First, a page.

While all parts of the aerial shell are essential for producing the fabulous fireworks shows we've come to know, it's the stars that are responsible for the "oohs" and "aahs" of mesmerized spectators. The chemical makeup in stars -- an oxidizing agent, fuel, colorant and binder -- along with the placement of the stars in the aerial shell, creates the specific shapes and colors. Pyrotechnicians use carefully selected chemicals -- strontium carbonate to create red, calcium salts and calcium chloride to make orange, salt to create yellow and barium compounds and chlorine to create green. Blue -- the most difficult color to create -- is made up of copper compounds and chlorine to make up stars that will in turn create the specific shapes as the fireworks bloom across the sky [source: De Antonis].
To create the shapes, stars are arranged on a piece of cardboard in the desired configuration. If the stars are placed in a smiley face pattern on the cardboard, for example, they will explode into a smiley face in the sky. In fact, you may see several smiley faces in the sky at one time. With shaped fireworks, pyrotechnicians often set off several at the same instant to ensure the shape can be seen from all angles. Spectators with the cardboard lined up along their line of sight may only see a burst of light or stars rather than the desired shape. If several go off at once, one of them should be oriented correctly at the moment it bursts so the crowd can see the shape [source: Wolchover].
According to Julie Heckman, executive director of the American Pyrotechnics Association, the first shaped fireworks were used in the early 1990s in Washington, D.C., to welcome returning Desert Storm troops. The original shapes were purple hearts and yellow bows [source: Wolchover].
Shapes are also created for what are known as set pieces. These are fireworks that stay on the ground, forming a picture such as an American flag. Set pieces are built out of different colored lances -- tubes four to five inches (10 to 12 centimeters) long -- which are filled with chemicals to create different colors that burn for about a minute. Lances are set into frames or boards and lit all at once in any shape you can dream up -- from flags to words. Set pieces are expensive to create and time-consuming to build, so they're not seen as often as aerial fireworks [source: Fireworks Alliance].
So the next time you're lying back enjoying the light show in the sky, think about the work, imagination and creativity necessary for creating fireworks. And who knows? Maybe next Fourth of July, you'll be treated to an interesting, patriotic parade across the night sky -- perhaps even accompanied by rousing renditions of "The Stars and Stripes Forever" or the 1812 Overture.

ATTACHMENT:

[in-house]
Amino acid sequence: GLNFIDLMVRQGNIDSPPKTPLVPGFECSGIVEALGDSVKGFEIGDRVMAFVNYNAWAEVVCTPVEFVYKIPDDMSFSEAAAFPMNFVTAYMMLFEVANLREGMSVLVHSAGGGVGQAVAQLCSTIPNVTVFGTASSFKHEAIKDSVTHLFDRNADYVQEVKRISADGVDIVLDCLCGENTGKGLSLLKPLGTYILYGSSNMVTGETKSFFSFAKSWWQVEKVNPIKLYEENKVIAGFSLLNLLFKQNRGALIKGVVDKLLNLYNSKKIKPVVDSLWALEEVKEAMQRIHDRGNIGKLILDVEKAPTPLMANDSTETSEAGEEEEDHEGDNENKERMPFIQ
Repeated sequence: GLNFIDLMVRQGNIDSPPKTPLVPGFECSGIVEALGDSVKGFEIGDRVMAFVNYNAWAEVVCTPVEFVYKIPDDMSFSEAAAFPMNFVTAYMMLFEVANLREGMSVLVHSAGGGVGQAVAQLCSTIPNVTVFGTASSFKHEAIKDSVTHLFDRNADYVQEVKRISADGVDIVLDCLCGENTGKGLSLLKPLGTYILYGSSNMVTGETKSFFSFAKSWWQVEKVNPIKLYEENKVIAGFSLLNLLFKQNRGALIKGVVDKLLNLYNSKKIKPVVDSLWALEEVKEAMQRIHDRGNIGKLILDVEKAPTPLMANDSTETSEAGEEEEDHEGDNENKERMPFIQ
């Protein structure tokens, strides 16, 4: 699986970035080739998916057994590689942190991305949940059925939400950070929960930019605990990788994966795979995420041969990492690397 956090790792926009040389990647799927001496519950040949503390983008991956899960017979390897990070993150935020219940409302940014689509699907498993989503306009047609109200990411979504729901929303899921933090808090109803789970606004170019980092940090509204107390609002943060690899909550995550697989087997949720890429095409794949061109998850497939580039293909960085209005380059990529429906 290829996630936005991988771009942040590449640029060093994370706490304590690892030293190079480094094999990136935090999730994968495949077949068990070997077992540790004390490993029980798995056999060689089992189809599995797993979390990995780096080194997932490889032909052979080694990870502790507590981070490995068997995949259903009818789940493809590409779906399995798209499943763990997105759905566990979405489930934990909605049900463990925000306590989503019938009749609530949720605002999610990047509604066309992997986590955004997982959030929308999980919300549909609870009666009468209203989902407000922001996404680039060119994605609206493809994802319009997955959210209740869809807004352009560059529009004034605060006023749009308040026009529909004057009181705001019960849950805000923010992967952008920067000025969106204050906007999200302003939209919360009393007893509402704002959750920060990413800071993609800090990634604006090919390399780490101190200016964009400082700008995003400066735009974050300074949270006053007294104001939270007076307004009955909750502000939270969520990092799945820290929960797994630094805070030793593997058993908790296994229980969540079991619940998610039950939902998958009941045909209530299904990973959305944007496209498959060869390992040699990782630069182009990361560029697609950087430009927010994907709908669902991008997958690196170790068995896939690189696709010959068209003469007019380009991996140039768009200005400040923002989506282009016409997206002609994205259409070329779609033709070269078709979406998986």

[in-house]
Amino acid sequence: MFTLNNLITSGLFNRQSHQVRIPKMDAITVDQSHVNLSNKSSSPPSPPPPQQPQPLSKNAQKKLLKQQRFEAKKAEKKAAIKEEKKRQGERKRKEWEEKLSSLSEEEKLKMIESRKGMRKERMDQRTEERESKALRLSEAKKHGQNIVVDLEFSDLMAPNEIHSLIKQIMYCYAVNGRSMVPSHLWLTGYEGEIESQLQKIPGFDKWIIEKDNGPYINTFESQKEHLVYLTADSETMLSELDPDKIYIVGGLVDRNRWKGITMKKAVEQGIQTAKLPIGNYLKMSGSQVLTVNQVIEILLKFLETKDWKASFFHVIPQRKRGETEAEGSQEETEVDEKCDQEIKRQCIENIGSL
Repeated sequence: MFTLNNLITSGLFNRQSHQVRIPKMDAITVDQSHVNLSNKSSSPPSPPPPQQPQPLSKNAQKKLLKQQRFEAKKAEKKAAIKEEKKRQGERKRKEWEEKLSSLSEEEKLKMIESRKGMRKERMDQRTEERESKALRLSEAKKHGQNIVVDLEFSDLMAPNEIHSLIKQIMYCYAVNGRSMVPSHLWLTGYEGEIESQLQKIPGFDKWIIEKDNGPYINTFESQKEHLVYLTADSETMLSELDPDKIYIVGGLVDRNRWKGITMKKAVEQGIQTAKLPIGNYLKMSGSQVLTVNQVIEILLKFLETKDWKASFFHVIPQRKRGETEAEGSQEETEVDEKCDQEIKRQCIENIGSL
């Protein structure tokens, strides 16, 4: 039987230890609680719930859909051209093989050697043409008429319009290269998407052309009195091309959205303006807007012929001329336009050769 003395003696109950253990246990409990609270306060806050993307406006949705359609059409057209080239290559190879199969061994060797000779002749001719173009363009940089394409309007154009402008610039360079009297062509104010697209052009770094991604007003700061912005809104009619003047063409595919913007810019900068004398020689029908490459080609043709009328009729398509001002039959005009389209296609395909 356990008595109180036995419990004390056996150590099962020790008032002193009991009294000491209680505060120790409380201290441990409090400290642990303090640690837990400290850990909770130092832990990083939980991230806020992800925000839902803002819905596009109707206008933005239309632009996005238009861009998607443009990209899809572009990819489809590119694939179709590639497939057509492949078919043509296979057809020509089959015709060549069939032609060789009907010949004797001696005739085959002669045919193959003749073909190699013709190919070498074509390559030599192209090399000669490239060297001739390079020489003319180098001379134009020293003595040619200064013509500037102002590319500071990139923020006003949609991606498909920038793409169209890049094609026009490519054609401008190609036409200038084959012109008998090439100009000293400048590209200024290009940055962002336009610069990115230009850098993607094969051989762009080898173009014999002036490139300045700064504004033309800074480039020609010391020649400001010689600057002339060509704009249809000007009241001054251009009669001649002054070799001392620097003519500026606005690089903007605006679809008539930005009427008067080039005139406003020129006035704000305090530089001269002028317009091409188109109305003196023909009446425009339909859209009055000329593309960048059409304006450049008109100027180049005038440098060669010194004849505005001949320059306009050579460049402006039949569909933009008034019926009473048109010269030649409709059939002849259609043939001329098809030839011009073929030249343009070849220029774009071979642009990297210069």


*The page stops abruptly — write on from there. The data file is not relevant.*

Author's Note: How do fireworks explode in specific shapes?
Like all kids, I grew up loving fireworks shows and begging my parents for sparklers and any other fireworks that might have been available in Alabama at the time. While they were eager to take us to the city fireworks show, they were not willing to let us play even with sparklers. My dad had seen a friend badly injured by fireworks when he was growing up. It was a sight that stayed with him always -- and made him determined to keep his kids safe.
More Great Links
- American Chemical Society. "Fireworks: What Do We Know About Fireworks?" Oct. 2010. (April 3, 2015) http://www.acs.org/content/acs/en/education/resources/highschool/chemmatters/emergency-lesson-plan-fireworks-what-do-we-know-about-fireworks.html
- American Pyrotechnics Association (APA). "Display Fireworks Glossary." (March 30, 2015) http://www.americanpyro.com/display-fireworks-glossary
- American Pyrotechnics Association (APA). "History of Fireworks." (March 30, 2015) http://www.americanpyro.com/assets/docs/history2.pdf
- De Antonis, Kathy. "Fireworks!" Chem Matters. Oct. 2010. (March 30, 2015) http://www.acs.org/content/dam/acsorg/education/resources/highschool/chemmatters/articlesbytopic/oxidationandreduction/chemmatters-oct2010-fireworks.pdf
- The Fireworks Alliance. "Glossary of Fireworks Terms." 2006. (April, 3, 2015) http://www.fireworksalliance.org/cgi-bin/viewpage.pl?p=glossary
- SciBytes. "Making a Bang: The Science of Fireworks!" July 17, 2014. (March 30, 2015) http://www.nature.com/scitable/blog/scibytes/making_a_bang_the_science
- Wolchover, Natalie. "How Do Fireworks Make Shapes?" LiveScience. July 1, 2011. (March 31, 2015) http://www.livescience.com/33369-fireworks-shapes-patterns-pyrotechnics.html